It just seems to me that mistakes are magnified with the violin its a very frustrating And sometimes annoying instrument. 

Bit more, bit more, snap #*÷?×[email protected]?#[email protected]

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Mouse
February 25, 2021 - 5:34 pm
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I think it is in part the nature of the sound, especially the high registers. 

If I remember correctly, you also play guitar. You may be comparing your guitar playing and violin playing. Both have strings, granted. But there, the similarity ends, completely. The violin does take longer to feel comfortable when holding. The guitar, although does take getting used to holding, does not require contortions. Your guitar did not reach that high a note, or around anything like your violin. I also tried guitar, classical. I think it is much easier to identify mistakes played on a violin. Very much so, again, I think it is the higher  pitch, I think guitars sound mellower.

Along the line of mellower sounds. The cello and viola are mellower. guess what? I can hear my mistakes so much more clearly on the violin than the viola and cello. Again, they are both mellower.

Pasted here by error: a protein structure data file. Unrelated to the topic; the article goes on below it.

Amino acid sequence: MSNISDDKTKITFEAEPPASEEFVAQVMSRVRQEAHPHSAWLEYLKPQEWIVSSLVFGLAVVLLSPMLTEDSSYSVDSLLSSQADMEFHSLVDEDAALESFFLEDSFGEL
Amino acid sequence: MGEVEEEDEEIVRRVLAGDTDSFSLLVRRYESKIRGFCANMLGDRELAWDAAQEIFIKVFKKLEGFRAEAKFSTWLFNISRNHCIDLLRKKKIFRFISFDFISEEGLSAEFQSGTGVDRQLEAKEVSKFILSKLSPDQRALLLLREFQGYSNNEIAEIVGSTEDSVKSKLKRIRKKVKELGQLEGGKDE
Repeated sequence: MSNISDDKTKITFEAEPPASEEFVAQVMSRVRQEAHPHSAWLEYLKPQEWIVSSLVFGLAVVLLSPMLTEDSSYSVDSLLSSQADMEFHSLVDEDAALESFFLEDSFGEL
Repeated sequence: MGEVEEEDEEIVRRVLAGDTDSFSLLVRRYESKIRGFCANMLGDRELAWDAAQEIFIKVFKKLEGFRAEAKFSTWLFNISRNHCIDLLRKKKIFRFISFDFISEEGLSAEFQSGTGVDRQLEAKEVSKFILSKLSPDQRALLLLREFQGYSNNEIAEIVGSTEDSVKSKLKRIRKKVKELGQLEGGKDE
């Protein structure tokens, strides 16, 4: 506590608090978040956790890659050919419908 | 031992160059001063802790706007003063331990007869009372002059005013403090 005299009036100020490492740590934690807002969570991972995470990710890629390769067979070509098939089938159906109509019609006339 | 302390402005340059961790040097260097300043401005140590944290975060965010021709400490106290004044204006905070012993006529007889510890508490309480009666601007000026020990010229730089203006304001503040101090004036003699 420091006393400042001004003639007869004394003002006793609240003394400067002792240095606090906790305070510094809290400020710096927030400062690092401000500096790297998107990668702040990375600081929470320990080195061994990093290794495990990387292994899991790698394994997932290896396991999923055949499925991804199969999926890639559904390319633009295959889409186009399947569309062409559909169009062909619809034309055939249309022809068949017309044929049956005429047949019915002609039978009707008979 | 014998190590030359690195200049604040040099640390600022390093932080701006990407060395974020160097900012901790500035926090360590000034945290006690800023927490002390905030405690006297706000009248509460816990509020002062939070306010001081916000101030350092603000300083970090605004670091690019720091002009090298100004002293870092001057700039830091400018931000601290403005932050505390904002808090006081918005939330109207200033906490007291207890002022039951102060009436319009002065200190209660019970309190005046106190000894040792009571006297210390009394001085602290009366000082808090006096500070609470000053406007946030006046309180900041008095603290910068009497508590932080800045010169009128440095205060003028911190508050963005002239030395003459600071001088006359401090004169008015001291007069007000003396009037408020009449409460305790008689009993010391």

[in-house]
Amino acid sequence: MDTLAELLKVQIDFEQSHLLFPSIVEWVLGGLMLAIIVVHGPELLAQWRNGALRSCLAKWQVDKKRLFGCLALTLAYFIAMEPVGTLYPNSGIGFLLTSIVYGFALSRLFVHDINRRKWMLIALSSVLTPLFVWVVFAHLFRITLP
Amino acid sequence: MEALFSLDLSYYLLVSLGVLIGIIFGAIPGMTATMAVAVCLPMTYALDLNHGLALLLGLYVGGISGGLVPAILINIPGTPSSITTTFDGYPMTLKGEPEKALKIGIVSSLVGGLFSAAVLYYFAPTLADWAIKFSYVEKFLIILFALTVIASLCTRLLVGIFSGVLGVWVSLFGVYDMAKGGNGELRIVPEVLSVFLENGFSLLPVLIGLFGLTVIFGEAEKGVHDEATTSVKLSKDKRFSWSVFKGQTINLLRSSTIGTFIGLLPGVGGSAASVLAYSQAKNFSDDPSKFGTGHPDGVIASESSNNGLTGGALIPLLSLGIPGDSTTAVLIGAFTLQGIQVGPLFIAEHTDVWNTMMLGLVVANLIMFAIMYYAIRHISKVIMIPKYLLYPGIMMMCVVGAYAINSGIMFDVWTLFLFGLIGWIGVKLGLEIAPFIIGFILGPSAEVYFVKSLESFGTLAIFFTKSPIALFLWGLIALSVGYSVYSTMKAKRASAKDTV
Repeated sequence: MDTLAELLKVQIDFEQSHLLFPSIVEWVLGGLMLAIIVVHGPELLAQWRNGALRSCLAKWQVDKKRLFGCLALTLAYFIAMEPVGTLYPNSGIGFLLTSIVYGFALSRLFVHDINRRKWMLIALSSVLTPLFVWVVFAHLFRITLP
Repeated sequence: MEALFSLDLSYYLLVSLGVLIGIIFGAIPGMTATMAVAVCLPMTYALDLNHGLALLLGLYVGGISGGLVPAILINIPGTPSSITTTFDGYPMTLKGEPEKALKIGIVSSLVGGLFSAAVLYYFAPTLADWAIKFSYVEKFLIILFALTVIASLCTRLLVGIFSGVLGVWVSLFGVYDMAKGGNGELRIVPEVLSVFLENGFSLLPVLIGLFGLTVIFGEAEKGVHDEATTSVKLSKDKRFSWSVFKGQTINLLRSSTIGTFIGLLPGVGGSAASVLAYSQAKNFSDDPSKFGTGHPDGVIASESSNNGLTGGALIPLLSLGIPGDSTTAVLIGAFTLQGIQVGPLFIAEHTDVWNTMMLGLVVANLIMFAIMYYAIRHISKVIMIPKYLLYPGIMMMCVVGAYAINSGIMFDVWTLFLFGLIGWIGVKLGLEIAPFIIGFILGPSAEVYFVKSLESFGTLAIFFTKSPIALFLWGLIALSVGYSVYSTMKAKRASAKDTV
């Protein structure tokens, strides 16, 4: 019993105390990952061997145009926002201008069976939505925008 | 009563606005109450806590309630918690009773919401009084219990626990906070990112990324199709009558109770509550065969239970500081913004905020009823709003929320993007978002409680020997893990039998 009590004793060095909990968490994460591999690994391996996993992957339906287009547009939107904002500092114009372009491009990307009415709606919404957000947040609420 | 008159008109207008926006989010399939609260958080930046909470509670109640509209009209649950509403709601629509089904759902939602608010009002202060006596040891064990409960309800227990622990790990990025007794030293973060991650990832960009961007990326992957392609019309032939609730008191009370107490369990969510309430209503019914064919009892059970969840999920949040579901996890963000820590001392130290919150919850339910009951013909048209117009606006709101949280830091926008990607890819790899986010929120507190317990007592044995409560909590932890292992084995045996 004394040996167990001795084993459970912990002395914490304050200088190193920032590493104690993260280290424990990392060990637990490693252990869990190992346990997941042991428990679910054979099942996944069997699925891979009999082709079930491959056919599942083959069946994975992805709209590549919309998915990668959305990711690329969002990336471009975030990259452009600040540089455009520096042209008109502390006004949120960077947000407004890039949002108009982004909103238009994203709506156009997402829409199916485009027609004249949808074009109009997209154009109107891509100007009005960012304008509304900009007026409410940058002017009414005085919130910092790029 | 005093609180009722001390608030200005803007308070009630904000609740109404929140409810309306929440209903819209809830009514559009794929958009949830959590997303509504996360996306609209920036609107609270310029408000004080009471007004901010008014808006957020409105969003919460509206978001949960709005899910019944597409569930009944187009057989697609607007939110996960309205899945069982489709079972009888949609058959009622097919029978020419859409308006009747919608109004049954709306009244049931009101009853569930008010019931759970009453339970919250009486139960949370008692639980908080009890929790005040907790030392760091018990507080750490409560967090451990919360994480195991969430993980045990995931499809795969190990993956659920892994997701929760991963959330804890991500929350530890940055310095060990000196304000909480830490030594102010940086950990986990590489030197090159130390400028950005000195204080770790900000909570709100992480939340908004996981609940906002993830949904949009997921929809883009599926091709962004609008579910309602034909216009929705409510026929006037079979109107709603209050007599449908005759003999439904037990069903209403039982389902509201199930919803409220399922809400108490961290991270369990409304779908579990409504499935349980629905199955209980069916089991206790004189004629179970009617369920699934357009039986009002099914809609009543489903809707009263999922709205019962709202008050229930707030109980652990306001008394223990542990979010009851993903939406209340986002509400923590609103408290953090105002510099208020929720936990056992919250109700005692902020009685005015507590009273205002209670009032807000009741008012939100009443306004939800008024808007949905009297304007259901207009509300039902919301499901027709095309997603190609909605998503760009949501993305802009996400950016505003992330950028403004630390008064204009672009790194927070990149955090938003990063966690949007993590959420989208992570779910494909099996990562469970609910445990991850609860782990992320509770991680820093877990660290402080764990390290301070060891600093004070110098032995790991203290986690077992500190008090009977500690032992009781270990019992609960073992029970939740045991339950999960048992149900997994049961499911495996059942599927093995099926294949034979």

Also, I think part is because you want to play it perfect so much. I think you are setting a goal absolutely nobody can reach. 

We have all heard and watched you play. I seriously love your playing. I also think you look very well poised when playing your violin. It suits you,

Keep all of this in mind and understand you are truly doing great and we all enjoy your playing. Although, I do cello, mainly, I wish I could play my violin better, and am working on that.

The Bumblebee Flies!

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AndrewH
Sacramento, California
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February 25, 2021 - 6:03 pm